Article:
An introduction to Expected Value

In the classic family game of Russian Roulette, you have a revolver with 6 chambers with a bullet in one.

There is a 5 in 6 chance of pulling the trigger with no adverse consequences.

So in the majority of spins, playing Russian Roulette is harmless.

The problem is obviously that one time out of 6 (on average) the player suffers a catastrophic loss, an event that takes them out of the game.

The investing equivalent of this is bankruptcy and ruin, a situation where you lose so much that it’s damn near impossible to come back from over any meaningful period of time.

Russian Roulette also illustrates another feature of randomness: you can’t tell the quality of a decision from the outcome. Someone who played Russian Roulette and got away with it didn’t make a good decision, they just got lucky.

We want to make good decisions in investing and in life. What we are looking for is a way to identify good decisions with positive expected outcomes. Good decisions that take into account the chances of things going very well or very badly. This is the concept of Expected Value.

“Take the probability of loss times the amount of possible loss from the probability of gain times the amount of possible gain. That is what we’re trying to do. It’s imperfect but that’s what it’s all about.”

Warren Buffett

The Expected Value (EV) is the weighted average net benefit of a given choice. It’s the average outcome if the decision was made many times.

We can put numbers to this. The formula is:

Expected Value = (Amount of gain x % probability of gain) – (Amount of loss x probability of loss)

Russian Roulette is a dumb game to play because there is more downside than upside. Or, to use the lingo, it involves asymmetric pay-offs skewed to the downside.

But once we think in these terms, we can start looking for asymmetric pay-offs skewed to the upside.

An investment with a low probability of success can still carry a high expected value. Most of these investments are failures but occasionally something amazingly good happens that more than makes up for it. This is the opposite of Russian Roulette.

Take venture capital for example.

Most venture capital investments fail.

It is the small number of successful “unicorns” (start ups that grow to a value > £1 billion) that make up for all the failures and drive the overall returns of the fund and venture capital as an asset class.

This is why it’s smart to diversify with a fund.

It’s the same with the stockmarket. Most small cap companies fail or stay small. It’s the handful that grow into mega caps (e.g. Microsoft, Google etc) that make up for the failures and drive the overall positive returns of the index and equities as an asset class. This is why it’s smart to diversify with a fund.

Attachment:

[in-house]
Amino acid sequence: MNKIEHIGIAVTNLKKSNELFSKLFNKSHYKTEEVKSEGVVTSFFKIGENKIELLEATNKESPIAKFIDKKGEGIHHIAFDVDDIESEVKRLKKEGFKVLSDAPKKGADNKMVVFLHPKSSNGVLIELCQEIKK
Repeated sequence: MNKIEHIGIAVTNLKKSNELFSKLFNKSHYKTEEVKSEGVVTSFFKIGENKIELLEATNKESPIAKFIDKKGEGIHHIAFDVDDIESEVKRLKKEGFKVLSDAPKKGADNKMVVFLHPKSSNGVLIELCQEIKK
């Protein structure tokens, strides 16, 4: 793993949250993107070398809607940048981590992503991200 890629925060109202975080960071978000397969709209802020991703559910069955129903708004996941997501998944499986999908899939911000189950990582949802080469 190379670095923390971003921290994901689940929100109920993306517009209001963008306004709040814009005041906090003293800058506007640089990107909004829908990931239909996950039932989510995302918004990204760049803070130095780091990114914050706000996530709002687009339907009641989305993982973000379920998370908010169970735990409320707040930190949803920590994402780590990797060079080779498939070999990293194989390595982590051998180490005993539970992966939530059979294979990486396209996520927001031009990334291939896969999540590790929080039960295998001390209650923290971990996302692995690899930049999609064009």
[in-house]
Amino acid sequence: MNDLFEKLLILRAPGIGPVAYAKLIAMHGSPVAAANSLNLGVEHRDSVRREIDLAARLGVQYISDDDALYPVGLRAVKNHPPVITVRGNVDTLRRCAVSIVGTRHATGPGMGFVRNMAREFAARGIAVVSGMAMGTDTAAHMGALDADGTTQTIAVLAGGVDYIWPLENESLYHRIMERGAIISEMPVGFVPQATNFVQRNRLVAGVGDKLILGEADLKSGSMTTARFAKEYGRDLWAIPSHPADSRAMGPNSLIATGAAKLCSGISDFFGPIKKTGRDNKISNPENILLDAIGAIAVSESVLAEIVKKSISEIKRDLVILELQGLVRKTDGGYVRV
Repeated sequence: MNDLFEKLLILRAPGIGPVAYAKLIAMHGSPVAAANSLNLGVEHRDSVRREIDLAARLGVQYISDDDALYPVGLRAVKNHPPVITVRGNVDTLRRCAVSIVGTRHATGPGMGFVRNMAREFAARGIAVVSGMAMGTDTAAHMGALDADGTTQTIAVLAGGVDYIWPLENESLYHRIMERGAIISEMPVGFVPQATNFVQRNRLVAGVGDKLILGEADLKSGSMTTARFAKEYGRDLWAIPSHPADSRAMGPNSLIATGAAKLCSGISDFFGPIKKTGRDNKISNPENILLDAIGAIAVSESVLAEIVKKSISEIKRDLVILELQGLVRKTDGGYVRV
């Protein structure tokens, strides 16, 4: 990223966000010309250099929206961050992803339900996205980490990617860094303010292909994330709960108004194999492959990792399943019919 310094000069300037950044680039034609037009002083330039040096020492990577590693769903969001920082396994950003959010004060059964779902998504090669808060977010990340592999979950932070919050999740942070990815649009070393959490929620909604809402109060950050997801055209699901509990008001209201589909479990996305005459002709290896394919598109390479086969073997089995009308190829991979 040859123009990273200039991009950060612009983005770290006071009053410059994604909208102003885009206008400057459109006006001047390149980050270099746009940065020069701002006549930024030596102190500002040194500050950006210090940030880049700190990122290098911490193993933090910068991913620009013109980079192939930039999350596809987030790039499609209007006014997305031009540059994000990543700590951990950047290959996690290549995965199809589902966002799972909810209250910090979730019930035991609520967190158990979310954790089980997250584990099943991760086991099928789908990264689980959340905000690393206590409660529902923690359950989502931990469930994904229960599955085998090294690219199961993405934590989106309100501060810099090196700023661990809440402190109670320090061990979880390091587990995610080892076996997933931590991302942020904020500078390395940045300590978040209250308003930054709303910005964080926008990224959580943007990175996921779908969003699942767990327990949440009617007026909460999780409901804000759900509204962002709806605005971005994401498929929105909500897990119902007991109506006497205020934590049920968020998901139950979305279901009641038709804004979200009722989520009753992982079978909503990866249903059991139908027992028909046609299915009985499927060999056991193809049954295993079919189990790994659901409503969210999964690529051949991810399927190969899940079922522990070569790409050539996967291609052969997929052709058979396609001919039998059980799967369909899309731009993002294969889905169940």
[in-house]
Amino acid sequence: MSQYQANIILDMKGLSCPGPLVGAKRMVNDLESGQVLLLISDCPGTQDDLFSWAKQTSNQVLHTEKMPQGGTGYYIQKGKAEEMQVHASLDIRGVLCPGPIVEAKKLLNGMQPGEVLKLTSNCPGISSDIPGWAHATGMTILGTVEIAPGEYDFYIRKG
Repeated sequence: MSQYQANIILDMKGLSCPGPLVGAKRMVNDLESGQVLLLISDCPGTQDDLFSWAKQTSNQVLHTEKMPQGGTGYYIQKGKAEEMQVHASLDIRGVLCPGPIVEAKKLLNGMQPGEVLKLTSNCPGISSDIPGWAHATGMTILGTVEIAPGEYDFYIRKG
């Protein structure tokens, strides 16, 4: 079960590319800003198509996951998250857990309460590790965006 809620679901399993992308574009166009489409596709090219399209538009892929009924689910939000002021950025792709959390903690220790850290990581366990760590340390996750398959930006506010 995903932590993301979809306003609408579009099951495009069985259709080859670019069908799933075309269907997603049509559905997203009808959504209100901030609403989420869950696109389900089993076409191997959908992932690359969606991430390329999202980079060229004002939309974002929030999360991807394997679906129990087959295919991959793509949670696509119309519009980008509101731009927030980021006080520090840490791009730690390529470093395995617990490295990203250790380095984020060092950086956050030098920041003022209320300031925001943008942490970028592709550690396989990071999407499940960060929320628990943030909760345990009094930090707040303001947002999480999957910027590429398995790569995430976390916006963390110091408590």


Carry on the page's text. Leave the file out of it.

Or take crypto as another example. Many of you are sceptics: I get it. So let’s all agree for the purposes of this simplified example that Bitcoin will probably fail at some point.

What if we estimate that Bitcoin has a 60% chance of total failure (it goes to zero due to hack, government attack or other catastrophic failure) but a 40% chance of success where it ends up replacing gold as a store of value?

Gold has a market cap of roughly $11 trillion versus Bitcoin’s of roughly $1.1 trillion currently. What if Bitcoin has a 40% chance of replacing gold and increasing in value by a factor of 10x?

Unrealistic? Remember that Bitcoin has already compounded at 224% per year for an entire decade. At that rate, you 10x your £100 into £1,000 in just 2 years.

With these odds, putting £100 into Bitcoin is a bet with a positive expected value. The calculation of expected value is : (40% x £1,000) – (60% x £100) = £340

I’m not recommending Bitcoin or saying these numbers are right or wrong (we can never be sure).

I’m saying that investors should understand the concept of Expected Value!

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  1. […] An Introduction To Expected Value – The Escape Artist […]

  2. A useful discussion of expected value, though for the Bitcoin example my feeling is that it’s closer to 95/5 that it will fail (or be replaced with a different cryptocurrency that offers most of the same benefits with fewer of the major flaws, which amounts to the same thing).

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